Other strategies offered by those responding include:

  • "having patients count in multiples of three"
  • "Getting it done quickly & efficiently"
  • "relaxation techniques,"
  • "being personable and getting the venipuncture over with as quickly and efficiently as possible"
  • There is nothing better than being calm and soothing to any patient. Never tell them it doesn't hurt, of course with infants that's different."

Seventy-two percent of respondents said the frequency of patients with needle fear has not changed much since they entered healthcare.

Pediatric girl afraidComments include:

  • More adults are admitting their fear. Some insist on butterfly [needles], which, in reality, ARE NOT needed.
  • Parent's behavior and demeanor seem to feed an already anxious kid. I think it is a learned behavior.
  • We need to demand more training and higher standards for phlebotomists!
  • Allowing young patients to watch what is happening if they would like to often reduces their anxiety quite a bit if they can see what is happening.
  • We have just introduced Skin to Skin for newborns.at our hospital.
  • Having everything prepared and ready to go before entering the room. Delay while I get set up adds to anxiety. 
  • Our local Children's Hospital uses Pain Eaze; local NICU units use Sweet-Eaze
  • Suggesting to medical assistants to inform parent to purchase the topical anesthetic, and apply topical & cover with clear medical tape 30 mins before blood draw!
  • I despise using topical anesthetics and ice as they just don't seem to work.
  • Have inflated gloves like a balloon.
  • Have child sing.
  • We use Buzzy, small talk, games, age appropriate search-and-finds, singing, having the nurse dip the pacifier in sucrose, bubbles, tablets with videos & games, comfort positioning, training with specialised (sic) child-life in-services, and we have a child life specialist on-call for outpatient and impatient collections at all times.

Next month's survey asks about your productivity. How many patients do you typically draw per hour? Does your employer have an expectation about how many you should be able to draw per hour or per shift (i.e., a quota)? Take the survey. 


The Empowered Healthcare Manager

EmpoweredManagerWelcomeScreenShot_500wEvery month we run an excerpt from our editor's popular blog, The Empowered Healthcare Manager.


Taking Inventory of Your Staff 

Last month, many companies conducted their annual inventory for tax purposes. As an empowered manager, you should inventory the assets you have, too. Human assets.

To get you started, here are some categories in which you should be well stocked:

Team leaders---Kept in the light at all times with inspiration, communication, and challenges, this stock item is a staple for every workplace. Don't let your quantity of Team Leaders get too low or stagnant from inactivity or mixed messages. This item is on backorder at most workplaces and cannot be easily replaced.

Team players---Team Leaders need Team Players. Not every human asset in your inventory wants to lead, so don't let this item run low. Keep them warm with compliments and in the light of their leaders.

Born educators---­­­Only a few of these will suffice, but they are one of your most precious assets. Keep this item in front of people, preferably a classroom. They thrive best when provided with current material, training tools, and support. Don't make them use flawed, error-­riddled resources. The materials you let them use tells them about how much (or little) you value their efforts.

Standards aficionados---This stock item knows the standards and refuses to deviate from them. It thrives where diversions and exceptions to the procedure are disciplined, and will have a short shelf ­life where it's not.

Customer Service Concierges---­­­Patients ask for this product by name. It creates the kind of word-­of-­mouth that drives more work through your front door. Keep them in well-­lit places with many opportunities for interaction with the public and other departments.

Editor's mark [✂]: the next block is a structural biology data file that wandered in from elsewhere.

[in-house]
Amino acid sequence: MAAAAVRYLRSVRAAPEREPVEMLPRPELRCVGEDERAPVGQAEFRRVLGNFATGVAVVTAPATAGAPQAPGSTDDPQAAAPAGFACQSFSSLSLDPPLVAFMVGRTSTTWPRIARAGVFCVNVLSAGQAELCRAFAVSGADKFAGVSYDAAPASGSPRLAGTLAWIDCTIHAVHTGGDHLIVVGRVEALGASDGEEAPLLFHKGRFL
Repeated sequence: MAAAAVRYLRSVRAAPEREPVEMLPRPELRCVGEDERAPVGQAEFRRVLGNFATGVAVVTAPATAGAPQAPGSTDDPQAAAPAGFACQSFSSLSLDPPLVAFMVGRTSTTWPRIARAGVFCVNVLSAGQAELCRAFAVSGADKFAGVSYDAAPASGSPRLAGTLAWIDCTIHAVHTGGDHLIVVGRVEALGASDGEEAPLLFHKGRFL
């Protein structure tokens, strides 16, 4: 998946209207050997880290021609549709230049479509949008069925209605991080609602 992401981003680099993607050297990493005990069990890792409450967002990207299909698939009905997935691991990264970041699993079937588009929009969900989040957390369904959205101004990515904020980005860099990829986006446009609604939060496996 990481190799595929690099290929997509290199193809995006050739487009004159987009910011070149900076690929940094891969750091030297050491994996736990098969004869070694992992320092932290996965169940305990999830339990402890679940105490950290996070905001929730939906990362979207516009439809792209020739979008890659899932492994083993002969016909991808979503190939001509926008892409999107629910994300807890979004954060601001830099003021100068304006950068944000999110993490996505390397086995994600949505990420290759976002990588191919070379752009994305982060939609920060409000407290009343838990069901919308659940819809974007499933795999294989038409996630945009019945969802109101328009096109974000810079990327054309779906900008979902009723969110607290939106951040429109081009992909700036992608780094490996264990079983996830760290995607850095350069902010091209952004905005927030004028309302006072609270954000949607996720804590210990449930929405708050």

Problem Solvers­­­---This inventory item bring problems to your attention and also propose solutions that work.

LMHs­ (­­Loyal Human Machines)---These components of your inventory are automatons. They are self-­operating machines with big hearts and fierce loyalty to you, your company, and your policies. Without them, you can't stay in business for long. Keep plenty on hand.

Everything else in your inventory should be sold off at a deep discount. They are your tax. Empowered healthcare managers don't pay taxes on their human resource inventory.

 Subscribe to the Empowered Healthcare Manager blog.

What Should We Do?: Patient wants to pick the vein

Man in hospital gown

Question: We have patients who want to tell us where to draw their blood from, and insist the vein they pick is the only place they'll let us draw them from. Is there any legal document we can have them sign releasing us from liability should anything happen? My staff tells me the patient will go so far as to get up and leave if they don't have their way. What should we do?

Our response:  It's nice to be able to honor a patient's wishes, but ultimately it's not the patient's choice.

According to CLSI, you must survey both arms, if accessible, for the presence of a vein in the center of the antecubital area before selecting the basilic vein since veins in the center are least likely to be near vulnerable nerves or the brachial artery. The standards make no mention of giving patient preference a priority. Even getting permission from the patient in writing to draw from a high-risk area when a safer vein is accessible won't release you from liability should an injury occur. The patient's attorney can successfully argue that the patient wasn't knowledgeable enough about the risks involved to be given the authority to select a specific site or vein. They'll claim, rightly so, the phlebotomist has the expertise to make a better judgment of the venipuncture site.

If the patient becomes insistent, your staff should be told to contact a supervisor before taking it upon themselves to operate beneath the standard of care. Some diplomacy will be required, for sure, but at the end of the day it's best for the patient to find another facility willing to violate the standards than for you to consider it a customer-service issue.

Here's something else to consider: all an addict has to do to fund his/her addiction is to study the standards and get someone to deviate from them. If the phlebotomist takes the bait, the addict feigns an injury and you have no defense. Stranger things have happened.

Tip of the Month: Countdown to Safety